I received an amazing Lego set for Christmas from my wife. It wasn’t Star Wars related, or film related in any way, nor was it train related. It was the Disney Castle. And it was awesome.
Over 4000 pieces. I built it in about eight hours over the course of two days. By myself. I actually got angry at my family for attempting to help. This was mine to build. I hadn’t built a Lego set by myself in about fifteen years. The last set I remember receiving (for myself) was the Steven Spielberg Movie Studios set back in 2001. And that set only had 433 pieces.
Over the past few years I have played with Lego and built “creations” as my son calls them. Usually I build with my children. Just snapping a piece or two together, not really paying attention. And like most people, we have a love of Lego. We enjoy Lego. Especially my son. (Remember when I wrote about it back in November? Check it out again: Lego!) I have saved all of the Lego from my childhood, minus the occasional lost piece… although, it seems that you always find the piece you’re missing after needing it.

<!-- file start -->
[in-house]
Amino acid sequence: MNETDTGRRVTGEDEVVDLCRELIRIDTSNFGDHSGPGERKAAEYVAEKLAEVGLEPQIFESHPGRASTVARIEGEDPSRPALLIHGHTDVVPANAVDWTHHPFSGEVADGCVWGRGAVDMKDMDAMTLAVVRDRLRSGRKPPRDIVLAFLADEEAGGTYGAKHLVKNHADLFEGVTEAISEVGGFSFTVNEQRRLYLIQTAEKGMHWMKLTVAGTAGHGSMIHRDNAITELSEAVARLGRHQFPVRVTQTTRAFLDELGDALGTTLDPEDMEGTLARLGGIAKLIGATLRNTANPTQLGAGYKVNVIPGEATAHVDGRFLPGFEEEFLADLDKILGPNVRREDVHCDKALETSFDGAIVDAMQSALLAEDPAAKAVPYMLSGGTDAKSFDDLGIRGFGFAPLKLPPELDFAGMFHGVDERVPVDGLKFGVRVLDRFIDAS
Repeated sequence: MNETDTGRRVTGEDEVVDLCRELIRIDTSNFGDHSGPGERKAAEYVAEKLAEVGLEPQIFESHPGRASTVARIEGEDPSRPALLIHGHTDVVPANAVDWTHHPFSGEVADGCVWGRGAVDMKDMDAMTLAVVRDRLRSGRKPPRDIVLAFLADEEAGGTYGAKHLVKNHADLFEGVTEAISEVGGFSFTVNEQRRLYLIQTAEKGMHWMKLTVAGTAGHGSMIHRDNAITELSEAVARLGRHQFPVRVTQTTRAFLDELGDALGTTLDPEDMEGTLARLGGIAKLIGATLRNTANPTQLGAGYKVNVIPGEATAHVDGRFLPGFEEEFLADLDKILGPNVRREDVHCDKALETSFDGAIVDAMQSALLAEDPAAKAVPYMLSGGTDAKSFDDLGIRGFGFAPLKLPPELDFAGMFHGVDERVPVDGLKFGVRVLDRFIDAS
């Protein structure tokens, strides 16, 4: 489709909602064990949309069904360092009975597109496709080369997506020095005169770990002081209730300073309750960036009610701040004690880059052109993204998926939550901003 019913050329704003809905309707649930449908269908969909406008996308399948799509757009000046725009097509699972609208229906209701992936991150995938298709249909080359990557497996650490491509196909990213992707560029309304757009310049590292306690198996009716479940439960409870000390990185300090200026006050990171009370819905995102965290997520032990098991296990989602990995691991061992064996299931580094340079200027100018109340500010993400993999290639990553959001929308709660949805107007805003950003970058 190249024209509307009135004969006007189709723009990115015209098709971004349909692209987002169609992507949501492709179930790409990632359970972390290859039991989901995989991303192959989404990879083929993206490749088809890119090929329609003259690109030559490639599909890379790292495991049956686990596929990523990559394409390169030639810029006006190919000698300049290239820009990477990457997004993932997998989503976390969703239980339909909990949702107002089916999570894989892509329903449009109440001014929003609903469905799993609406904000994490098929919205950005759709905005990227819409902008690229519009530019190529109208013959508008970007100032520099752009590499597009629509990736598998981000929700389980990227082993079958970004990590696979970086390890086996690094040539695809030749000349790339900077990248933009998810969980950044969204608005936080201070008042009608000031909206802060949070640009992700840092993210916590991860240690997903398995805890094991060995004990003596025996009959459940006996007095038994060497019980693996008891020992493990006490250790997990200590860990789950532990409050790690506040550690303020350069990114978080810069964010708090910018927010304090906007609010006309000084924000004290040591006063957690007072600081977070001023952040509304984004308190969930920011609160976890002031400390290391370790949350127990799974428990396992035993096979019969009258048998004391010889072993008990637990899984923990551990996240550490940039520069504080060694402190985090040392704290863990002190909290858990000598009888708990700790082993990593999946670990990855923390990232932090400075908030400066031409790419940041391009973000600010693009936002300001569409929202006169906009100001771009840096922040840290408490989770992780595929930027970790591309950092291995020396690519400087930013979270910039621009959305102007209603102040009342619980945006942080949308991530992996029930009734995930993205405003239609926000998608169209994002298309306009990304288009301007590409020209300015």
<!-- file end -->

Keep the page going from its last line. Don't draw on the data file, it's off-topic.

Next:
Back to me.
Over those two days in late December, I constantly scurried away to build a Disney Castle inside our Castle. Make dinner? Nope. Shower? No time. I was in the zone. Mastering the hunt for pieces and what was needed next. It brought back memories of my childhood. My brain was echoing terms I used when describing pieces. Two by six. Slant roof piece. Radio antenna… I probably spoke a few out loud as I built the Castle.
Earlier this week, my son received a Lego set that he ordered online using a gift card. He was super excited about it. As he showed it to me, he asked if I wanted to help build it with him this weekend.
Hells yes! I’m more excited about building the Lego set than I am about spending time with my son. Does that make me a bad parent?